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post #1 of 5 (permalink) Old 02-26-2009, 07:53 AM
hm1sfidc
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Question Backcountry

I would love to get into some of this backcountry snowboarding. I see these beautiful photos, great powder and killer turns out their. How does one get into backcountry? What I am asking is are their groups that one could join or get into? I'm a solo snowboarder, ya I have a few friends I hit the slopes with but they lack the experience and I hate to say it the drive to want to get off the slopes. I would love to go but, the thing holding me back is I am a single boarder, would prefer a few good buds to roll out with that have experience in BC boarding and willing to teach.

Last edited by hm1sfidc; 02-26-2009 at 07:55 AM.
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post #2 of 5 (permalink) Old 02-26-2009, 09:30 AM
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Well, it helps first and foremost that you live near an area that offers backcountry recreation. Somewhere in the West, Northern East Coast, or Canadian spots. Not to mention all of the possibilities in Euroland, Japan, Kashmir, etc.

Assuming that you are a Western US type, figuring out what areas are popular with the backcountry crowd is good. Then before you go out and looks for people to ride with, it helps if you have some knowledge. You can't expect someone to take you under their wing and teach you everything. So take a Level I course, read a book, etc. Avalanche.org has good information on various places that offer Level I courses and backcountry groups. It also gives links to regional avalanche forecasting centers around the US-Canada and the world. Check out your local regions reports on a daily basis. Find out what they are observing, reporting, and warning users about.

Level I courses are not cheap, so read a book first. It will also prepare you nicely for a level I course if you do. Staying Alive In Avalanche Terrain by Bruce Tremper is still the gold standard these days for avalanche books. I read it once a season. Bruce is the director of the Utah Avalanche Center and one of the top 5 guys in the world imo. He also writes in a fairly entertaining way and keeps it in layman's terms for the most part. So it's easy to understand. It will also give you a good idea if you want to go to the next step and take a level I course.

If you are going to take the dive, you're also going to need to get the proper gear. A beacon, shovel, and probe are standard equipment. You need to carry that stuff and need to practice with it. A pack to carry your gear, some food, and extra items is also needed. You'll also have to decide on your mode of transport. Snowshoes, splitboard, snowmobile, etc. If you are earning your turns, a splitboard is far superior to snowshoes. Snowmobiles are great too, though they get stuck, and overall as a group, snowmobiler's are not very avy aware. It's getting better, but this year alone snowmobilers account far half of the avalanche deathes out there.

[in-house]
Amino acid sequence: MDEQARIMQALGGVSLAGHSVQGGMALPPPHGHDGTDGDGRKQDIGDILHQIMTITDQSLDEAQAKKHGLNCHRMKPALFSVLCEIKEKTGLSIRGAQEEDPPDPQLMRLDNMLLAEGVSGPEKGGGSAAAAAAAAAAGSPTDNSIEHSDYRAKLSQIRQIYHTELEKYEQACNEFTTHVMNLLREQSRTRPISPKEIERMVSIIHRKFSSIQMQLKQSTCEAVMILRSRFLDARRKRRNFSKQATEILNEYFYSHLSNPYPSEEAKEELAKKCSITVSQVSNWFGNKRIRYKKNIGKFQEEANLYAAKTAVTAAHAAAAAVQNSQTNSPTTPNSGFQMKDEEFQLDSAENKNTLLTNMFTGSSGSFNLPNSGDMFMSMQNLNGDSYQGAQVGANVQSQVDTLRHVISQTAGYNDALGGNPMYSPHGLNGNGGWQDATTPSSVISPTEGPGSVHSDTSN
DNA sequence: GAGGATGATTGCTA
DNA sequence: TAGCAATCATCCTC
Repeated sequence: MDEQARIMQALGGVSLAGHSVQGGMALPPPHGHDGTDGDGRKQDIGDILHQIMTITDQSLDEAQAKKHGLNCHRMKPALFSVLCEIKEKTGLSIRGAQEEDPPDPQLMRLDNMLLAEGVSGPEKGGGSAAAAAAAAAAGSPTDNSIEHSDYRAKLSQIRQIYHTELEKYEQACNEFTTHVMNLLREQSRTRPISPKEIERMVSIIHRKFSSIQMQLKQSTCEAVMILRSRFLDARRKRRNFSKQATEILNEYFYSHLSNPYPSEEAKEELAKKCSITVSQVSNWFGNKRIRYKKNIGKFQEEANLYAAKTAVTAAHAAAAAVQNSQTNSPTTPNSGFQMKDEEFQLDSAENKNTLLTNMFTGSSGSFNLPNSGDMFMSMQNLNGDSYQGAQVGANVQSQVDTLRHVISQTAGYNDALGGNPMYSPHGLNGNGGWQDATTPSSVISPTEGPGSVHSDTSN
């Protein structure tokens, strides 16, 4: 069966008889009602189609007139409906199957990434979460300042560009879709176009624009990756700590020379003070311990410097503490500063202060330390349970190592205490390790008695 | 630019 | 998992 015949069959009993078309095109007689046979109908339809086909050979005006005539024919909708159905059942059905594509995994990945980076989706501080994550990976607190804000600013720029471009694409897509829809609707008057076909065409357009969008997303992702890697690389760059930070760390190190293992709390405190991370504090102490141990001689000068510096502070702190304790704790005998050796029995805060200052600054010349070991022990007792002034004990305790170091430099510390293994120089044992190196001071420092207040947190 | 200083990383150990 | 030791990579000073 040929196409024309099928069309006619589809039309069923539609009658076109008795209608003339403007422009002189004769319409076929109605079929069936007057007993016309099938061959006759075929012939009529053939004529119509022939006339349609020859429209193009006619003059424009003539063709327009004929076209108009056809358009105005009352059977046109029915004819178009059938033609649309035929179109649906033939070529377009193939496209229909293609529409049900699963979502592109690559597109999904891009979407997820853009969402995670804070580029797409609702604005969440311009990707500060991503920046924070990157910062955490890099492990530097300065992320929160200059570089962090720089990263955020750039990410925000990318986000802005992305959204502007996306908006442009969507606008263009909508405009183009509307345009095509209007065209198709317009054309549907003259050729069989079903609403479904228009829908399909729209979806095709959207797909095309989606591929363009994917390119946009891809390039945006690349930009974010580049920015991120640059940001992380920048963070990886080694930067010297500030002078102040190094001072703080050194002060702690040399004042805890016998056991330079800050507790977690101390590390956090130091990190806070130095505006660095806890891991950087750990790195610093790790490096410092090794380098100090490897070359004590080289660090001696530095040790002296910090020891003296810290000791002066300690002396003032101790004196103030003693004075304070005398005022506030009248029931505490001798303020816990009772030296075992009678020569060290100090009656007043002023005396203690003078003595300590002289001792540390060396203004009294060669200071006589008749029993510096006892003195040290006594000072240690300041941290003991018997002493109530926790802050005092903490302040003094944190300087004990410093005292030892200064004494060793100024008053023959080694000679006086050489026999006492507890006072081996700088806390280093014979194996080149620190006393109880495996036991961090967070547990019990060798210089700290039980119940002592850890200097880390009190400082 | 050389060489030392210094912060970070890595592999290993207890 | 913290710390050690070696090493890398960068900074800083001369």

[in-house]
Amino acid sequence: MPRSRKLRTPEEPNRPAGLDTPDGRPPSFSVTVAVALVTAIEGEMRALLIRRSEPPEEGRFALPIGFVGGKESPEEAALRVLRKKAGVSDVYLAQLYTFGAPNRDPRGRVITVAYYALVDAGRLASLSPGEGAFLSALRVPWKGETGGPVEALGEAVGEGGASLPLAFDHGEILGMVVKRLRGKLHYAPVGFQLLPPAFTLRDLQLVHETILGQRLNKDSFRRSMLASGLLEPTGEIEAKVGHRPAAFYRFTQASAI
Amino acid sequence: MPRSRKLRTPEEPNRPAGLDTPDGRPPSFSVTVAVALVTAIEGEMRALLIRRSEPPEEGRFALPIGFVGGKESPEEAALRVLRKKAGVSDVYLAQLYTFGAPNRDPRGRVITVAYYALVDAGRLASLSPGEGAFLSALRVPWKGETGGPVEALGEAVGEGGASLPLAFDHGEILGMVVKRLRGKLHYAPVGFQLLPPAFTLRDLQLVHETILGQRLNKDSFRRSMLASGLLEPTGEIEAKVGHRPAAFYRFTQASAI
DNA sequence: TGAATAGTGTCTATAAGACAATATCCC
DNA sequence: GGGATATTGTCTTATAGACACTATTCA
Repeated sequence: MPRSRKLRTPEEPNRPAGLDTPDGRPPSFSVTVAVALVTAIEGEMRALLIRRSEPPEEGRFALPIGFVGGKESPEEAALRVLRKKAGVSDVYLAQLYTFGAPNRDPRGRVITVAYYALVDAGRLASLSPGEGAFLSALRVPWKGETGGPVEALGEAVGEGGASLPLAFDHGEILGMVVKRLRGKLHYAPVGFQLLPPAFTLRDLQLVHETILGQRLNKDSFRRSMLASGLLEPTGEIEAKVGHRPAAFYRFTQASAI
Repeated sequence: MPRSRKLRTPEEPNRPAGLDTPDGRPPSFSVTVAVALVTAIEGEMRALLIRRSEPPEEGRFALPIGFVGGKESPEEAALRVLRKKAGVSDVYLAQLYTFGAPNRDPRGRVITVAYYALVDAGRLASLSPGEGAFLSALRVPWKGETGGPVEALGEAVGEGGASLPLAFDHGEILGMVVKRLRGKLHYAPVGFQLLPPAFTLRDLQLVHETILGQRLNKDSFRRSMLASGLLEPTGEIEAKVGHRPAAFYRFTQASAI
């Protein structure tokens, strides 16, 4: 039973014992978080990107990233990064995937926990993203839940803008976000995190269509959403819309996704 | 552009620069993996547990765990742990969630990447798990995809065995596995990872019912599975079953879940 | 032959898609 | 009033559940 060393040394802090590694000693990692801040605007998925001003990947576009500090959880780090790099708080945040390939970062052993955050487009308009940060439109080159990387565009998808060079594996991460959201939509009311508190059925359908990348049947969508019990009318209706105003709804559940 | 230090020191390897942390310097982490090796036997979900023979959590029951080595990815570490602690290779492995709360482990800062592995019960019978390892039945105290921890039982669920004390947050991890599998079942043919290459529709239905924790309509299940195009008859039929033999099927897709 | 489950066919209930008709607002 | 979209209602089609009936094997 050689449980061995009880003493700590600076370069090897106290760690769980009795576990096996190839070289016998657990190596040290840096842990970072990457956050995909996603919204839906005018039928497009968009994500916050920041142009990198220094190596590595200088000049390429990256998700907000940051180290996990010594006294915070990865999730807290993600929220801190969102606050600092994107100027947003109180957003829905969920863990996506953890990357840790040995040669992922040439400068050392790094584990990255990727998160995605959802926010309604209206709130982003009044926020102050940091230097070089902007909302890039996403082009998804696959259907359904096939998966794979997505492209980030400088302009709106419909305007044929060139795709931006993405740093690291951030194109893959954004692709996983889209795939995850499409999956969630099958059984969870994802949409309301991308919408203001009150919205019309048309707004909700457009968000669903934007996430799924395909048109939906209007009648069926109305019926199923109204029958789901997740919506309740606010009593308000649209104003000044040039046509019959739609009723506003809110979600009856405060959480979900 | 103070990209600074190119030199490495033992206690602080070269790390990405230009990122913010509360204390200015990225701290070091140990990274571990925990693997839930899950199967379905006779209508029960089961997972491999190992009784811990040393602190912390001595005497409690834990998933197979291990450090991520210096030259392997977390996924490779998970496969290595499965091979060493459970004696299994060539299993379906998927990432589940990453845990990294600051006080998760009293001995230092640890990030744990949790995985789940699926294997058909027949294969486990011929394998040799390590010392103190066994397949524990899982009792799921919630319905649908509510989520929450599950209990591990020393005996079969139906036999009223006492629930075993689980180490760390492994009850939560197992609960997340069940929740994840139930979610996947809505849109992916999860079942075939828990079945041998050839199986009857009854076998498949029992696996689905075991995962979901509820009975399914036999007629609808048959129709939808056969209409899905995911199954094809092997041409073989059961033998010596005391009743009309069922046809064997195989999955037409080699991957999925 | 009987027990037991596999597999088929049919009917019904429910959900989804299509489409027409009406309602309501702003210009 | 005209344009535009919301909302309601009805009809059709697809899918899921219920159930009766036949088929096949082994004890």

Finnally there are some forums out there that can help hook you up with partners. The forums at Backcountry mag are a good place to get more info. Top professionals in the field, and long time backcountry enthusiast hang out there. Splitboard.com is a site dedicated to backcountry snowboarding from the splitboarder's angle of course. Lot's of guys there from all over the world. TGR's forum can be a good place to pick up partners. Warning though, that place is a bit like swimming in shark infested waters. If you come off as an ignorant n00b, you'll get treated harshly.

Hope that helps you get started.
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post #3 of 5 (permalink) Old 02-26-2009, 09:48 AM
hm1sfidc
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^ Much appreciated !
post #4 of 5 (permalink) Old 02-26-2009, 12:54 PM
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Quote:
Originally Posted by killclimbz View Post
Snowmobiles are great too, though they get stuck, and overall as a group, snowmobiler's are not very avy aware. It's getting better, but this year alone snowmobilers account far half of the avalanche deathes out there.
Not to jack the thread but I just wanted to point out that those 8 snowmobilers that died near Fernie BC were all avalanche prepared with beacons, probes the works. If memory serves they even had one of those new satellite emergency transmitters with them.

So I guess I am just trying to state the obvious that even if you are trained and know how to use the gear making the proper decisions from the start is what saves lives. If they hadn't entered complex terrain on an high risk avalanche day they may still be around.
post #5 of 5 (permalink) Old 02-26-2009, 04:21 PM
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Evidently they were not that avy aware. Having the gear is great, but the knowledge is also equally important.

The number one rule when traveling in avalanche terrain is to expose only one person at a time to dangerous areas. No matter how you slice it, they did not do this.

I see plenty of people who have avalanche gear, but don't have a clue on how to travel properly in avalanche terrain. Likewise, an avalanche doesn't care if you are an expert or not.
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